Last week we had a break in the cold weather pattern and turned into a mid 70ºs warm and sunny. I was elated because a day like that invited me to shoot some pictures. I went for a second time and refilled the feeders and then got behind my camera and waited. In matter of minutes one by one birds began to show up and enjoy their meals. Amongst those birds I noticed one bird still shy to approach the deck. It was an Eastern Phoebe! What a pleasant surprise! I haven’t seen a phoebe in my backyard for at least 3 or 4 years!. Not long after just flying from one tree to another, the visitor decided to move closer and joined the feeding group. I had a great time shooting pictures! Next is some more interesting information about this bird.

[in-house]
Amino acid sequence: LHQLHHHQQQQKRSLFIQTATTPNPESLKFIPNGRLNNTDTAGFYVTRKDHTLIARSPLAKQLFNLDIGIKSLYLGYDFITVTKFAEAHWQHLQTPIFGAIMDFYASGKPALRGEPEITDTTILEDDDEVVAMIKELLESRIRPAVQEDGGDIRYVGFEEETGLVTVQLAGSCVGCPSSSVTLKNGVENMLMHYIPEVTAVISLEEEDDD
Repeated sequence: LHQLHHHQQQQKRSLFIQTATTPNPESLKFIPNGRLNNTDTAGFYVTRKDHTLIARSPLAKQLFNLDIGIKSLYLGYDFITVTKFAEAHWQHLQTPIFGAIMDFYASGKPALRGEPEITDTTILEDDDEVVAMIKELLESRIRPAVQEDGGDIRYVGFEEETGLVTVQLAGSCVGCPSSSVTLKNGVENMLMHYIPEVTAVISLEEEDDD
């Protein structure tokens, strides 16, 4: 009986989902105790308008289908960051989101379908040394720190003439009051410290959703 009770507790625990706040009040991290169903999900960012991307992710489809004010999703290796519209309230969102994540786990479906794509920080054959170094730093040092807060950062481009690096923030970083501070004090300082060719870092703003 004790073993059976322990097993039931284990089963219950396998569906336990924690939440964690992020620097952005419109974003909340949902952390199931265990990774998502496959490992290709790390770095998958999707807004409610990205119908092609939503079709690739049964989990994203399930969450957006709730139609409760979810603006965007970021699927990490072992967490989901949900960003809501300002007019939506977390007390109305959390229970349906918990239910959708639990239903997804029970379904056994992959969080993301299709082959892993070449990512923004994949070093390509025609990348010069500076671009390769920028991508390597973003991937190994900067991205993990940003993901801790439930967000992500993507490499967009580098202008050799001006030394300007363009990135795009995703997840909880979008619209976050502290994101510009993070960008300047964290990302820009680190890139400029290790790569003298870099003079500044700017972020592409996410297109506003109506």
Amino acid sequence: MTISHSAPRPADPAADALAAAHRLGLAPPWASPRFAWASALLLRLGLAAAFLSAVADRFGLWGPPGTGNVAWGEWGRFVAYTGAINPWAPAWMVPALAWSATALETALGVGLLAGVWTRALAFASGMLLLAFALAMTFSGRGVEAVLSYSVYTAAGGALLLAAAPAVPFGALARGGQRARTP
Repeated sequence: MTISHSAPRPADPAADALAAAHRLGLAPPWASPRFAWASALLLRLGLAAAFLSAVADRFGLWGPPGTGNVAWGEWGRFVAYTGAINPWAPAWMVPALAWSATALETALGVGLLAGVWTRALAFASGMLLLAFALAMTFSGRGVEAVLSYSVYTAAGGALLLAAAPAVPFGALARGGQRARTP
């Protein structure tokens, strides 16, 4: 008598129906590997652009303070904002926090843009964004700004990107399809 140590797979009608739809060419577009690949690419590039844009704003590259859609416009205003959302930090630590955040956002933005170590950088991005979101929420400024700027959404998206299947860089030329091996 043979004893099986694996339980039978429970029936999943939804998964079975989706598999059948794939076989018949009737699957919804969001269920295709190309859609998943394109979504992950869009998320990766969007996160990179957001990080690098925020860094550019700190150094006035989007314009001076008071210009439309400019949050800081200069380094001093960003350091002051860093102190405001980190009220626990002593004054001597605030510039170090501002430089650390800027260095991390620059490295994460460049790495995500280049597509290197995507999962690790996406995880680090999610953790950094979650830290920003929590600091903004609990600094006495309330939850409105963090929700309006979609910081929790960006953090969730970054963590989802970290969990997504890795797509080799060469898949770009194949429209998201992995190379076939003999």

The Eastern Phoebe (Sayornis phoebe) is a small passerine bird. This tyrant flycatcher breeds in eastern North America, although its normal range does not include the southeastern coastal United States. It is migratory, wintering in the southernmost United States and Central America. It is a very rare vagrant to western Europe. This species appears remarkably big-headed, especially if it puffs up the small crest. Its plumage is gray-brown above. It has a white throat, dirty gray breast and buffish underparts which become whiter during the breeding season. Two indistinct buff bars are present on each wing. Its lack of an eye ring and wingbars, and its all dark bill distinguish it from other North American tyrant flycatchers, and it pumps its tail up and down like other phoebes when perching on a branch. The eastern phoebe’s call is a sharp chip, and the song, from which it gets its name, is fee-bee.
Text and photographs © HJ Ruiz – Avian101